By the 1970s and 1980s, the cocaine cartels became all-powerful. When Pablo Escobar was killed in 1993 by special military forces, his perceived worth was $30 billion, as cocaine euphoria in the 1970s and 1980s swept the United States and Western Europe.

“That was a very hard time for the country, with all the drugs and the violence and the bombs that were around because of Pablo Escobar and the drug dealers,’’ said Velasquez. “That was a hard time for Colombia. They were all around and then they got involved with the Colombian soccer team.’’

Drug money tainted most aspects of society, and when they stood for their country’s very survival, judges, lawyers, newspaper editors, reporters, elected officials and normal citizens were routinely murdered. So when ESPN showed members of the Colombian team playing soccer at Pablo Escobar’s compound, it was perhaps a case of an offer they could not refuse.

The reign of terror and absurdities seemed to have no finality. The remainder of the 1989 soccer season was cancelled when a referee was killed in Medellin. Still, the Colombian team managed to qualify for the 1990 World Cup and put on an excellent display before bowing out to Cameroon in the Round-of-16.

Colombia, in the coming years, took the world by storm, defeating Argentina 5-0 in Buenos Aires to qualify for USA 1994. Rincon scored twice in that game with a retired Diego Maradona watching from the stands recognizing his return to his country now was vital if Argentina would ultimately qualify via a playoff.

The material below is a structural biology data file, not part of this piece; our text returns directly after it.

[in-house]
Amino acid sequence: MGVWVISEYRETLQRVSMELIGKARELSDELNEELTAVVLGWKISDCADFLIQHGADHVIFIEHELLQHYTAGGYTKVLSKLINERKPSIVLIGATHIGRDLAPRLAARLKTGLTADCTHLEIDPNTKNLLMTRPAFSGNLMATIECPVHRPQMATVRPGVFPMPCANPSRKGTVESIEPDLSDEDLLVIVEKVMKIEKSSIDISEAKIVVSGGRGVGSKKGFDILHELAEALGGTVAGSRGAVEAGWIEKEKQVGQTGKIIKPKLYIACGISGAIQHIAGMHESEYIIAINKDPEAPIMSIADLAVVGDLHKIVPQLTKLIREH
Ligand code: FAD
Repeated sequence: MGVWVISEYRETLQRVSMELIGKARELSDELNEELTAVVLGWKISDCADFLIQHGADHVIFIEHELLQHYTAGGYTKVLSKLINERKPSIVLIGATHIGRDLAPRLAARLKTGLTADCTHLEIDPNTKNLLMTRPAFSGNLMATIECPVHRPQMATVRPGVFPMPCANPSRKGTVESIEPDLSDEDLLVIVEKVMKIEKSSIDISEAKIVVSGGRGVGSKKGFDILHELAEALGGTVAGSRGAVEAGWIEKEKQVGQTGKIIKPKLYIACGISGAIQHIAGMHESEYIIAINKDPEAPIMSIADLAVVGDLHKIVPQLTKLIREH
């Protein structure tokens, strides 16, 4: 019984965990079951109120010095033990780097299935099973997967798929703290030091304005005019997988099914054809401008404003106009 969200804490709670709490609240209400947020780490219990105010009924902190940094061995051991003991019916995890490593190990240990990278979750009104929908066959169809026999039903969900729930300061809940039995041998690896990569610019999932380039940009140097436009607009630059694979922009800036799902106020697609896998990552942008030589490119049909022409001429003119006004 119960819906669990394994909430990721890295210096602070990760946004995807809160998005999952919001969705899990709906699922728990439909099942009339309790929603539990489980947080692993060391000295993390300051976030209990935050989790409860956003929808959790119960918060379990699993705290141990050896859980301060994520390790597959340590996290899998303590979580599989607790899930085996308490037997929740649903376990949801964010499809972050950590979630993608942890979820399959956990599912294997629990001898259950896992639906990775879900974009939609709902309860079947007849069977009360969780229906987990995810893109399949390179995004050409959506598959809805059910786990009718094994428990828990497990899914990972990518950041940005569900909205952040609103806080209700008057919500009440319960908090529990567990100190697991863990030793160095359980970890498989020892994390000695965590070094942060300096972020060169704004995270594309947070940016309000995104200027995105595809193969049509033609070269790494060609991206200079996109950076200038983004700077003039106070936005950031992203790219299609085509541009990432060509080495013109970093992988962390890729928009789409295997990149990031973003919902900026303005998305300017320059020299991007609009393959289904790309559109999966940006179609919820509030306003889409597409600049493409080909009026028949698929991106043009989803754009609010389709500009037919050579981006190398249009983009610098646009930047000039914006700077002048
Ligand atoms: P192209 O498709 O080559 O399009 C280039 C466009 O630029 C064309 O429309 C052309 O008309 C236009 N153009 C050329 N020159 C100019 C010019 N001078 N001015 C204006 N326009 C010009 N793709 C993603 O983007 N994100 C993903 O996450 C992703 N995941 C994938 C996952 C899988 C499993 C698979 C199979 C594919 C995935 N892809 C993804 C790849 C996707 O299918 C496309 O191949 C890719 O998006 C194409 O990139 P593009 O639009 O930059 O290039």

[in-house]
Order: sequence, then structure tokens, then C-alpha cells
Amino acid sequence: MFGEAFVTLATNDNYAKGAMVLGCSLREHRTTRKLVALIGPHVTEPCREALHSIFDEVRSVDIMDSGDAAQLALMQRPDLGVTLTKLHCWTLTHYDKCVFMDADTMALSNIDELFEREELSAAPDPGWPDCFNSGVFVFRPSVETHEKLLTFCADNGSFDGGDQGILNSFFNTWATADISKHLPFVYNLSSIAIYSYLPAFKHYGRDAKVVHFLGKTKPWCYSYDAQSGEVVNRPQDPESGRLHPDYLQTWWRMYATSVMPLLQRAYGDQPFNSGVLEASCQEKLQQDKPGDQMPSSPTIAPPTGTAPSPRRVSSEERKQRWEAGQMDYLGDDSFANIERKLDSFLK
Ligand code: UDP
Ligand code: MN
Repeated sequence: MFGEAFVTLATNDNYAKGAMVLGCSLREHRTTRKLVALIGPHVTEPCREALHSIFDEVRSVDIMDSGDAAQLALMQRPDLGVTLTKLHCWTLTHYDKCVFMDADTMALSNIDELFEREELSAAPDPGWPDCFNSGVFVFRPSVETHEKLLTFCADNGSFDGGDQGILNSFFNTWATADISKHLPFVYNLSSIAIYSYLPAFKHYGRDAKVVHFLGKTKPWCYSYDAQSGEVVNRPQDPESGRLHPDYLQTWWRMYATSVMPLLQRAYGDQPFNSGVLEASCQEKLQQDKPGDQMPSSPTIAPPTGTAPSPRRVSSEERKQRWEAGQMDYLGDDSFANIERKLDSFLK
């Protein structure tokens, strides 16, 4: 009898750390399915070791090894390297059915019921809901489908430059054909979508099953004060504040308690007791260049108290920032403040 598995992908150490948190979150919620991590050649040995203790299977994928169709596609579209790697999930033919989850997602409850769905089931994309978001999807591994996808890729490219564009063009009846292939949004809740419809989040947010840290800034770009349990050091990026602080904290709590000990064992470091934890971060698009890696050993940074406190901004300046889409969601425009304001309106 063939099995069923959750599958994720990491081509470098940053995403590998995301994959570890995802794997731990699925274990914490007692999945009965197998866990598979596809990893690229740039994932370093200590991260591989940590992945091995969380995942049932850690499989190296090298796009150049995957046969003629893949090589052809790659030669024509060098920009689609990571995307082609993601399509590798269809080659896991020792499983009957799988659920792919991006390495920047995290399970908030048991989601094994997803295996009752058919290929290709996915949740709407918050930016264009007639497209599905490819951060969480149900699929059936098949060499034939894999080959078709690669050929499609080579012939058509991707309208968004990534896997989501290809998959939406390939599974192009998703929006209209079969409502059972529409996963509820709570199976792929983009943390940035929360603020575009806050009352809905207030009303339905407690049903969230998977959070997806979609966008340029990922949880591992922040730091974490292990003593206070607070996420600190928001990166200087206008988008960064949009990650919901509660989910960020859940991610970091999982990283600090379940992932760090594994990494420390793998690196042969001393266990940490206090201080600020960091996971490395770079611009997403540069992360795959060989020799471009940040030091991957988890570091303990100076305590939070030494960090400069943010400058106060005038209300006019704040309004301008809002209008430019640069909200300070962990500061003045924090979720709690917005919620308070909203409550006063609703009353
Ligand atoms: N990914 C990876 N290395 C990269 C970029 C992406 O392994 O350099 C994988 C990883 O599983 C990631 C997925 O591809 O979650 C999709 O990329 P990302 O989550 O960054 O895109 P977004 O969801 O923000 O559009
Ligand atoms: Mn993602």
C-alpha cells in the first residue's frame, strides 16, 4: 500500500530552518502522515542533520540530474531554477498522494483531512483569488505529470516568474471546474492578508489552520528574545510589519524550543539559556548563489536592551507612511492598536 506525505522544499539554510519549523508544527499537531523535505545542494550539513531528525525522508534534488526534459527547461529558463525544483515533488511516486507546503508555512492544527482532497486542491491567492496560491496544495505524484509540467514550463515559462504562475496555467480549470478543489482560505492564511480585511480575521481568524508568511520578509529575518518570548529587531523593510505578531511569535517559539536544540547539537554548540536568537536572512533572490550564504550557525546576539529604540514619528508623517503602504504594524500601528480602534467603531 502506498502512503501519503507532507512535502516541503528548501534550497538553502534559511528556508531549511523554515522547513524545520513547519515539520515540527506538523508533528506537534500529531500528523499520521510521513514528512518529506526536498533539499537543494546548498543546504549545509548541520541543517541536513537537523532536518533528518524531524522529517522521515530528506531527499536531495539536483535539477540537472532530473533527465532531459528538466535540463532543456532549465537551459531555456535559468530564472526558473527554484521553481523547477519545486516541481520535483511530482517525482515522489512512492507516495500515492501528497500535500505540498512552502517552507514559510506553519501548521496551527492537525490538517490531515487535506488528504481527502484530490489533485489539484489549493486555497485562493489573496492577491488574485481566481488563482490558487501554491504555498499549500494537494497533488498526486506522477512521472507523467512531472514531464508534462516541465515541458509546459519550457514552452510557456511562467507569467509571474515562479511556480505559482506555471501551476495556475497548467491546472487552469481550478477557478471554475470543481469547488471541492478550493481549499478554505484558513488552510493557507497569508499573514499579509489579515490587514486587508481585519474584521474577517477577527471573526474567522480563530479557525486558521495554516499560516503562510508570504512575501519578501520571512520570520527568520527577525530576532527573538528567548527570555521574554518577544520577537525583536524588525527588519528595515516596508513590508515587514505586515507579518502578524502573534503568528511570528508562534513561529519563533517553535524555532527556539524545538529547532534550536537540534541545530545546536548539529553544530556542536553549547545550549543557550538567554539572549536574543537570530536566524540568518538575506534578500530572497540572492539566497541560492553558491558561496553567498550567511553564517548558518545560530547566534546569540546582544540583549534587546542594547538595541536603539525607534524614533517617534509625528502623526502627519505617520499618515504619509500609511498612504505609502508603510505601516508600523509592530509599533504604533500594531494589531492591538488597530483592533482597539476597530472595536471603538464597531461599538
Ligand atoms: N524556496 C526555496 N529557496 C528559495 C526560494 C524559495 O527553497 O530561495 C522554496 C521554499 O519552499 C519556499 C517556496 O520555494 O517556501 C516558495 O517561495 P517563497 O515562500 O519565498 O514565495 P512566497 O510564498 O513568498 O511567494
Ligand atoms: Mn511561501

Meanwhile, Argentines, in the full stadium, showered the Colombian team with a respectful and prolonged standing ovation.

In all, Rincon scored 17 times in 84 games for Colombia and had 162 career goals at club level for various teams in 627 matches. This was all done while providing a solid all-around role in midfield.

Colombia was flying high. Even Pele said the team could be world champions. But the much-hyped Colombia team stumbled in the USA-hosted tournament, losing to Romania and the United States before beating Switzerland and then heading home.

The unimaginable pressure, however, was omnipresent. While in the U.S., death threats back home were made against the team if midfielder Gabriel Gomez was inserted in the lineup against the USA. Coach Francisco Maturana, recognizing the threats then were tantamount to death sentences, left the veteran out of the team to ensure everyone’s safety.

Even that didn’t seem to matter. In that game, the quietly efficient central defender Andres Escobar slid to cut out a cross into the Colombian area by the USA’s John Harkes. The ball deflected off him into his own goal. Escobar, days after returning home, was gunned down in Colombia, perhaps by some gambling elements.

Unforgettable

It was in this grisly environment that the team became a palliative. Leonel Alvarez, who played here in Boston for the Revolution in 1999-2000, was a high-quality guy, and Maturana’s team had many solid role models.

Rincon was involved in a scandal with a sketchy Panamanian in 2007 and was held for 124 days in Brazil for alleged money-laundering. He later cleared his name, showing his investments all came from his earnings as a soccer player. His move to Real Madrid in the mid-1990s, for various reasons, did not work out. But his importance to his country and his timely goal could never be overstated.

“Yes, I remember that goal like it was yesterday,’’ Velasquez said. “I was living in an apartment on the second floor and my brother left the game a few minutes before, thinking we had lost. By the time he got downstairs, I started to scream because of the goal. He was back so fast in the apartment with me. It was like he jumped from the parking lot through the window and was standing in my living room. That’s my greatest memory from the Colombian national team.’’

Colombia, soccer